Roast up a delightful meal - Cook Local
This Christmas was an interesting one for the Cook Local household. We were supposed to spend it just outside
of Boston with my husband’s family, but the weather in both Seattle and
Boston prevented that. So what do you do when you’ve planned to be
gone, cleaned out the fridge, used up the veggies, and are snowbound?
You head to the unusually small but amazingly open Ballard Farmers Market!
was snowing. Hard. We’d had almost a foot in the past few days. Yet
amazingly, the farmers market was open! There were only a handful of
vendors, but these intrepid souls managed to get their trucks and vans
into downtown Ballard and bring us food.
We wandered through the market and ended up at Olsen Farms.
We love Olsen. Their potatoes are first rate and they have at least
fifteen different varieties available throughout the year. If you look
at all of the potatoes and just don’t know what to do, ask them! They
will happily suggest the best potato for your dish. Some potatoes are
waxy, which results in a lower glycemic index for the potato, making
them better for those looking to reduce their carbs, especially for
diabetics. We stick to the waxy potatoes whenever possible.
Farms doesn’t just have potatoes though. They also have an impressive
selection of beef, both cured and frozen. Their beef pepperoni isn’t
exactly pepperoni, but is a very good salami. We were thrilled they
came to the market because it allowed us to get a nice 2 pound chuck
roast that we used for our Christmas dinner.
But what to do
with such a roast? Especially when we couldn’t get further than our
neighborhood corner market? Easy. We braised the roast in wine. We had
some onions and garlic left over from our last visit to the Anselmo
Farms booth, and though our thyme and rosemary were covered with snow,
once we dug them out, the spices were still in great condition.
Wine-Braised Chuck Roast, adapted from Epicurious
- 2 pounds boneless chuck roast
- Sea salt
- 2 Tbsp oil
- 2 onions
- 2 large carrots
- 3 purple potatoes
- 2 large cloves of garlic
- 1 Tbsp tomato paste
- Fresh thyme and rosemary
- 1.5 cups white wine
- 1 cup water
Preheat the oven to 325.
Pat the beef dry and rub with salt and pepper. We used a bit of Hickory Smoked Sea Salt from Zane and Zack’s. Heat the oil in a Dutch Oven over medium-high heat and brown the meat on all sides. This took us about 15 minutes.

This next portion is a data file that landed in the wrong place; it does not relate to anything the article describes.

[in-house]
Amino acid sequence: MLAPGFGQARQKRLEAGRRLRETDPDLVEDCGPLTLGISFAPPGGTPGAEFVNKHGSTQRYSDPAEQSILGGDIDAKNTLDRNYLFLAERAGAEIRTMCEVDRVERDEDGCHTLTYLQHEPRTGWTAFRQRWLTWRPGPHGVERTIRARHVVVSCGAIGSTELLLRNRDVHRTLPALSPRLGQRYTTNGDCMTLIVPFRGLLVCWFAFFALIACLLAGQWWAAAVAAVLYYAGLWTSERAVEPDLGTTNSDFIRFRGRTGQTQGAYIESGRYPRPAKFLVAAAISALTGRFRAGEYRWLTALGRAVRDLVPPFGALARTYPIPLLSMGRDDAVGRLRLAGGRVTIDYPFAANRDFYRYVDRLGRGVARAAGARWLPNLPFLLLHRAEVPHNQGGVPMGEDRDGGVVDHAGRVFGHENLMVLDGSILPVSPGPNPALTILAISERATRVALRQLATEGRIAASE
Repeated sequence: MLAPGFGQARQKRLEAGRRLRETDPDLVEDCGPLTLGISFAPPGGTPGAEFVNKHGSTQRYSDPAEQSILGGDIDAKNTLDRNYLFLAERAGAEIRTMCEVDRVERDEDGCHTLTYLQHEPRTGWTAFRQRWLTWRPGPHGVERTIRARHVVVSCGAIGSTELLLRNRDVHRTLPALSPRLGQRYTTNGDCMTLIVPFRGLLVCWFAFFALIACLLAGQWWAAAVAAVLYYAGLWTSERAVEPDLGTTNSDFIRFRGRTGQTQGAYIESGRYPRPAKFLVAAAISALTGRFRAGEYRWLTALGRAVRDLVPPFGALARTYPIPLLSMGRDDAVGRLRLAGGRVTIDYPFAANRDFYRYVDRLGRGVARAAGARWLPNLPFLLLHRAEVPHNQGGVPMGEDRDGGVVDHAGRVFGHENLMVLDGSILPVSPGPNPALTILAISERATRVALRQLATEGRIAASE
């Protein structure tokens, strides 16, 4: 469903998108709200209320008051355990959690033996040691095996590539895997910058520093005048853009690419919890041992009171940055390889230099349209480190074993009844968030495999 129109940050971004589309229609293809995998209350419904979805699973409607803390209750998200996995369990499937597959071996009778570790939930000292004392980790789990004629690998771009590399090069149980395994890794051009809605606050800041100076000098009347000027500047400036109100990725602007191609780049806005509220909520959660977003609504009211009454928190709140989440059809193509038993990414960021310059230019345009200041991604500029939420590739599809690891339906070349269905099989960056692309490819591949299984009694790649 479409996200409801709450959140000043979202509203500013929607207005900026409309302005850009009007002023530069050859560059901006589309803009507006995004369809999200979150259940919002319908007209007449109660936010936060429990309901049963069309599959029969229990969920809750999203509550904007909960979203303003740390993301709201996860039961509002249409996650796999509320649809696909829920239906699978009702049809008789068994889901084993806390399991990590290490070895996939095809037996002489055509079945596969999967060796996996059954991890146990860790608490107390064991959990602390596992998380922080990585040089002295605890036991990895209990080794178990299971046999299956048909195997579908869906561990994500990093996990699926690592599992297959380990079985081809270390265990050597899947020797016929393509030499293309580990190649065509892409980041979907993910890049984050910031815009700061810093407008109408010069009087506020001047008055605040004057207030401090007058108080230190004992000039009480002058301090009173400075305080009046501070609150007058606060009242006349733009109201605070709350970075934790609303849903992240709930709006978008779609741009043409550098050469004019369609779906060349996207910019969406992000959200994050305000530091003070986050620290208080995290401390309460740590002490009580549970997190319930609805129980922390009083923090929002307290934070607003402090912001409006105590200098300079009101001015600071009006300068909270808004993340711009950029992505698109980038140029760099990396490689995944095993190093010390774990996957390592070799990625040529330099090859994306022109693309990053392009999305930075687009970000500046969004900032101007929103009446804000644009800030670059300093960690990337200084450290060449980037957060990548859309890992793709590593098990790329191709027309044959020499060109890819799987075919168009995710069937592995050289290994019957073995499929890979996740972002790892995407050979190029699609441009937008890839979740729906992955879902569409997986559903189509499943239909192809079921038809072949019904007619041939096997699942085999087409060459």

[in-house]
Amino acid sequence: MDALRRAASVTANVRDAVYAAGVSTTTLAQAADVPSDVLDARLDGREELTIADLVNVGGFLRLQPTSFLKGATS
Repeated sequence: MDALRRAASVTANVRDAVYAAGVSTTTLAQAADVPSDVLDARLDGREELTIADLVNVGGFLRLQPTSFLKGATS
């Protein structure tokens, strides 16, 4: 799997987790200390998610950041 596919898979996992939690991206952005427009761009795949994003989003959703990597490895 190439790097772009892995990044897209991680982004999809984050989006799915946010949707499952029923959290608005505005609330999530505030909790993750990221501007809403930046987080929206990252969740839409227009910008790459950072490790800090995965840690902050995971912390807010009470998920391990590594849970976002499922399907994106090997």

Remove the beef and set aside.
Dice the onions. Mince the garlic and chop the thyme and rosemary.
Add the onions to the Dutch Oven
and saute over medium-high heat, stirring frequently. We added some
balsamic vinegar to the pot as well and caramelized the onions well.
You can get away with only cooking the onions for about 10 minutes, but
if you have the time and patience to keep stirring, cook the onions for
an extra 10 minutes to fully caramelize.
Add the garlic, tomato paste, thyme, rosemary, a little more salt and pepper, and cook for 2 minutes.
Add the water and the wine and bring to a boil.
Return the beef to the pot and cover.
Slide the pot into the oven and cook for about an hour.
Meanwhile, cube the carrots and potatoes. You could also add turnips or parsnips.
After 1 hour, turn the roast and add the carrots and potatoes.
Cover and cook for another 60-90 minutes. The beef should be very tender, almost falling apart.
Remove the pot from the oven and let sit on the stovetop for 5-10 minutes.
Serve with crusty bread or mixed with noodles.
Notes: Wow. This was fantastic. Our potatoes were falling apart, but
they added a nice texture to the sauce. We turned the leftovers into
stew. It wasn’t that much of a stretch. We just added a touch more
water and reheated the leftovers in a saucepan. The Zane and Zack’s
salt added the perfect amount of smoke. I think this dish would have
been just as good (although definitely different) if we’d used red
wine. So use whatever wine you have around. To make it more local, I
think you could eliminate the tomato paste, especially if you used red